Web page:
However, a problem with three of Discovery’s Forward Reaction Control System (FRCS) raincovers required the RSS to make an unscheduled return to the mated position late on Thursday, allowing engineers to ensure the covers – which protect against debris and water from intruding into the nozzles of the thrusters – were secure. The three covers in question were replaced.
Friday morning’s opening event was the MMT meeting for the weather brief and tanking decision, and unlike Thursday managers opted to press ahead with the loading of LH2 and LOX into ET-137, beginning with the chill down process at 6am (slightly delayed from the 5:38am start time) to avoid thermally shocking the lines.
Slow fill followed along with the required checks of the low level and Engine Cut Off (ECO) sensors via SIM checks, which ensure good readings and voltages are observed on console. A check is also carried out during the fast fill process, ahead of the transition into topping, which completes the two hour tanking operation.
UPDATE: However, prior to topping, a leak was detected on the Ground Umbilical Carrier Plate (GUCP). The leak originally peaked at 35,000 ppm – below the limit of 44,000 ppm, before peaking over 60,000ppm. The forward plan was to carry a level of testing prior to a detank, as the launch was scrubbed.
For a changeout of the GUCP seal, engineers estimate they would require a total of 96 hours until another launch attempt. Root cause and troubleshooting efforts resulted in the switch of STS-133 to the December launch window (which actually opens on November 30).
The GUCP was at the center of issues during the launch campaigns of STS-119 and STS-127. However, the issue had not repeated since, following a change of flight seal design and the associated feet which holds the hardware in place – aiding the alignment requirements.
A crack has also been noticed on the ET intertank, which requires further inspection and likely a repair.
A new article will follow based on updates, photos, presentations and engineering notes in L2’s STS-133 Special Section.
STS-133 Specific Articles: http://www.nasaspaceflight.com/tag/sts-133/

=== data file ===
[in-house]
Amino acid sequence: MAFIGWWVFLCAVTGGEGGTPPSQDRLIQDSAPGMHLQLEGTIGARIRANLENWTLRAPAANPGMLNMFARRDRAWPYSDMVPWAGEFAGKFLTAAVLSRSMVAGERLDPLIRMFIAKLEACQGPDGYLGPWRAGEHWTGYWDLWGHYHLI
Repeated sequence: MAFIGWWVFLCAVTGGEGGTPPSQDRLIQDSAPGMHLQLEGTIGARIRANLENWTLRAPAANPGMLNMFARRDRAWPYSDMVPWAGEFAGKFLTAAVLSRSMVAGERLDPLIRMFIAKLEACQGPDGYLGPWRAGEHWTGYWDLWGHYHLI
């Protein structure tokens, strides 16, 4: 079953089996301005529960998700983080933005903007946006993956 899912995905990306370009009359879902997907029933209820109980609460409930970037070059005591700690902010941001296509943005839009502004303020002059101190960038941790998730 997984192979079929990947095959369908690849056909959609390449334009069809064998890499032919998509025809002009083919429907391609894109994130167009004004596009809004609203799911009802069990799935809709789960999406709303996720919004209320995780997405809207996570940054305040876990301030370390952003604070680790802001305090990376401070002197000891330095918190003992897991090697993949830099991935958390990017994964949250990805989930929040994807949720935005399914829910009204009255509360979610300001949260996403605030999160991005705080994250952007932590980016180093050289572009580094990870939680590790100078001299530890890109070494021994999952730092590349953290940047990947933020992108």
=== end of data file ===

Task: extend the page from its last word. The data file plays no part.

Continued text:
New Tracking and Communication Redundancy:
A new procedure being implemented for the launch of STS-133/Discovery will come in the form of overlapping TDRS (Tracking Data Relay Satellite) network tracking and communication redundancy.
According to the STS-133 FRR (Flight Readiness Review), the United States Air Force has moved the Remote Track Station (RTS) operations center. “The Air Force relocated the RTS operations center, and NASA chose not to relocate the NASA equipment to enable orbiter utilization of the RTS network.”
The RTS had previously been available during launch to provide a redundancy to the nominal TDRS tracking and communication abilities. Redundancy during the launch of STS-133 will now be provided via overlapping TDRS scheduling with the TDRS-E and TDRS-SPARE satellites.
The TDRS-East will “remain in ‘standby’ condition unless activated via GCMR command,” notes the FRR.
Nonetheless, the Air Force RTS was not only used to provide communication and tracking redundancy during launch but also used during the on-orbit phase of Shuttle missions to provide availability for data dumps.
“RTS were occasionally used on orbit to dump on board recorded data. On orbit use was typically infrequent (<10 times/flight).”
However, orbiter failures during flight, such as the failure of Discovery’s Ku-Band Antenna during STS-131 earlier this year, generally increase the need to use the RTS to downlink recorded data from the Orbiter.
(Photos: L2 and NASA)